On June 28, 2018, the SEC met and adopted new rulesincreasing the public float threshold for use of the smaller reporting company (SRC) system from $75 million to $250 million. These new rules also contain a significant change that will allowcompanies with revenues of less than $100 million to use the SRC system if their public float is less than $700 million.
About this expansion of the SRC system Chair Jay Clayton commented“I want our public capital markets to be a place where smaller companies can thrive and thereby provide our Main Street investors with more access to investing options where our public company disclosure rules and protections apply…”
The old SRC rules were based on the requirement of having a public float of less than $75 million. The old rules included a test that applied only to companies with a public float of zero. Under this old test, if a company had public float of zero, (for example a debt only issuer), then the company could use the SRC system if their revenues were less than $100 million. This test accomplished goals such as keeping large companies with public debt and hence zero float from using the SRC system.
The new SRC definition changes this revenue test to require that revenues must be less than $100 million and that public float must be zero or below $700 million. Under this new version of the test companies such as bio-tech entities with a large public float but zero or small revenues may still be eligible to use the SRC system.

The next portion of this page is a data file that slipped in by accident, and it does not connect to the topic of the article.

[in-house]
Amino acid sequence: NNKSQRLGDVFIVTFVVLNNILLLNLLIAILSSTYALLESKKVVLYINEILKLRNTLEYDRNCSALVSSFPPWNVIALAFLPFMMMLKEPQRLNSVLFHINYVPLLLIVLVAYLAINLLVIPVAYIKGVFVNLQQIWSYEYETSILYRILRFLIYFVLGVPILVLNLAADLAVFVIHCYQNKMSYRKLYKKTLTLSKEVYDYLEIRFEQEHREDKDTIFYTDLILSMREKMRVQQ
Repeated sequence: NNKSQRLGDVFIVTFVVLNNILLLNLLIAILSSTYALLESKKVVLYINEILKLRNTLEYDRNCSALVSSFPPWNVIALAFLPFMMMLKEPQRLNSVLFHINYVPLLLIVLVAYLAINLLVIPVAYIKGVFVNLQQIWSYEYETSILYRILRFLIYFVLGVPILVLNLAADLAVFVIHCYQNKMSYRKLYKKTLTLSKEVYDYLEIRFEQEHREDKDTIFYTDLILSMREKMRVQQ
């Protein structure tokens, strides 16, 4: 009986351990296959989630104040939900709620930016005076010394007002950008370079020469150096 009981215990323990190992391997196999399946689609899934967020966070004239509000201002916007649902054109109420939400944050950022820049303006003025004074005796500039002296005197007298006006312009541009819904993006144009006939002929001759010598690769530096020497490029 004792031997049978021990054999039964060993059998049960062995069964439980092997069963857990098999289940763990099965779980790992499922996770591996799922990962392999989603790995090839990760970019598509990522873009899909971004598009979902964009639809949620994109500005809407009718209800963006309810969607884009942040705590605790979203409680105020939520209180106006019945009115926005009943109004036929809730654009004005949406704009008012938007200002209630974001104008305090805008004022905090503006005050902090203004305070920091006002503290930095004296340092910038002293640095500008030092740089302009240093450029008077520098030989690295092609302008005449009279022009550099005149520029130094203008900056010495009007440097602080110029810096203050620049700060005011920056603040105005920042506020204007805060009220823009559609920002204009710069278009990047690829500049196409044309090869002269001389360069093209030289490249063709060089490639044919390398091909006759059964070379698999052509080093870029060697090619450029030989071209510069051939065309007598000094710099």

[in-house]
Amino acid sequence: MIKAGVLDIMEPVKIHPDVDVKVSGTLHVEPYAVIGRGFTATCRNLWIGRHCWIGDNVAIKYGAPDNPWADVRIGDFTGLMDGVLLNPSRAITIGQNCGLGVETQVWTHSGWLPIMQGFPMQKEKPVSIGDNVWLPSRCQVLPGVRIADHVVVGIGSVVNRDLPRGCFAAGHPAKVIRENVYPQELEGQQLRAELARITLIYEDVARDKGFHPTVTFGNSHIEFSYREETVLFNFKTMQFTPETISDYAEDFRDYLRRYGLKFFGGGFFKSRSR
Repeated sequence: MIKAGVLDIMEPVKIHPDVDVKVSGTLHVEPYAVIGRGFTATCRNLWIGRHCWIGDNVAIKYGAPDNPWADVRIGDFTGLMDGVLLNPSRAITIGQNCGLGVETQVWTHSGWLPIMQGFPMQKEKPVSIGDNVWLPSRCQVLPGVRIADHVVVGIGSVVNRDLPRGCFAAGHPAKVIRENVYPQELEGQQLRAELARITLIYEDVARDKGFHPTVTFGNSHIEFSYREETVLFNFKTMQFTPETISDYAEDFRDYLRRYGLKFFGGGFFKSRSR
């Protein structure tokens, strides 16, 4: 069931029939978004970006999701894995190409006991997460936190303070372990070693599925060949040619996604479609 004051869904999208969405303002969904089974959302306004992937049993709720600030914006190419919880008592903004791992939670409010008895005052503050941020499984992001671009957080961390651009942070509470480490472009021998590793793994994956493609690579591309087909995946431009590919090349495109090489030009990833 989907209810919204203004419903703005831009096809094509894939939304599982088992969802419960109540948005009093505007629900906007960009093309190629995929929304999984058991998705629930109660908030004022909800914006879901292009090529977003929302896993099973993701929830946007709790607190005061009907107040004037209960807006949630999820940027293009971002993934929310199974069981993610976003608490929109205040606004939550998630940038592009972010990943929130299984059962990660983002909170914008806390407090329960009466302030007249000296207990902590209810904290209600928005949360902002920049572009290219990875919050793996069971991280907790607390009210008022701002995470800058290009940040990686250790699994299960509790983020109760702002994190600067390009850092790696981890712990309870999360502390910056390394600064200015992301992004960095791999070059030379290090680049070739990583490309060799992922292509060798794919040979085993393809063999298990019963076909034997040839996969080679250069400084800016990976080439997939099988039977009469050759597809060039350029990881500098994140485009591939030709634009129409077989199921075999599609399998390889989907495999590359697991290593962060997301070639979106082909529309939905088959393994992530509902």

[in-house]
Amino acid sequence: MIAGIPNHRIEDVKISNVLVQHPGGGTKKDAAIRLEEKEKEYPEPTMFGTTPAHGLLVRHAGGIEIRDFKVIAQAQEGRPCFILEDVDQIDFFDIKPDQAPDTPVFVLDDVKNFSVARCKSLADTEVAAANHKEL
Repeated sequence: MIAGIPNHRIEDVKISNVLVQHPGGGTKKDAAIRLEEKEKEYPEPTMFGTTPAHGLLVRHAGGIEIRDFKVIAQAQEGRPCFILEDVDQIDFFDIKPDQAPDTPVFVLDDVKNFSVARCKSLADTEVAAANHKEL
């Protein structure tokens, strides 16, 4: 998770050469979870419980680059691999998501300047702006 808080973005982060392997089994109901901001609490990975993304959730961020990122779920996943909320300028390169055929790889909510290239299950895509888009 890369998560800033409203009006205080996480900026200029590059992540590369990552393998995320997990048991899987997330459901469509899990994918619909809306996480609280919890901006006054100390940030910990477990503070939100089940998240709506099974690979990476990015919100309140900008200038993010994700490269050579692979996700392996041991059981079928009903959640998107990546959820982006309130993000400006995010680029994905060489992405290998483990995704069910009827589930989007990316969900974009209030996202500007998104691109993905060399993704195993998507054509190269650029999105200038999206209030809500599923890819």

According to the press release announcing the change:
“Commission staff estimates that 966 additional companies will be eligible for SRC status in the first year under the new definition. These include: 779 companies with a public float of $75 million or more and less than $250 million; 161 companies with a public float of $250 million or more and less than $700 million and revenues of less than $100 million; and 26 companies with no public float and revenues of $50 million or more and less than $100 million.”
If you are not familiar with the SRC system you can find out more in S-K Item 10(f)and S-X Article 8. Two of the significant disclosure simplifications are in the executive compensation disclosures (including only three named executive officers and no CD&A) and the financial statement requirements (only two years of financial statements with only US GAAP disclosures).
At the meeting where the change to the definition of an SRC was approved there were no changes to the definition of accelerated filer definition and the requirements for the auditor’s ICFR attestation required by SOX 404(b) and S-K Item 308(b), but the commission requested the staff to develop recommendations for such a change.
We will discuss the rule change to require the use of inline XBRL, the elimination of the separate XBRL exhibits and the removal of the requirement for website posting requirements for XBRL next week.
As always, your thoughts and comments are welcome!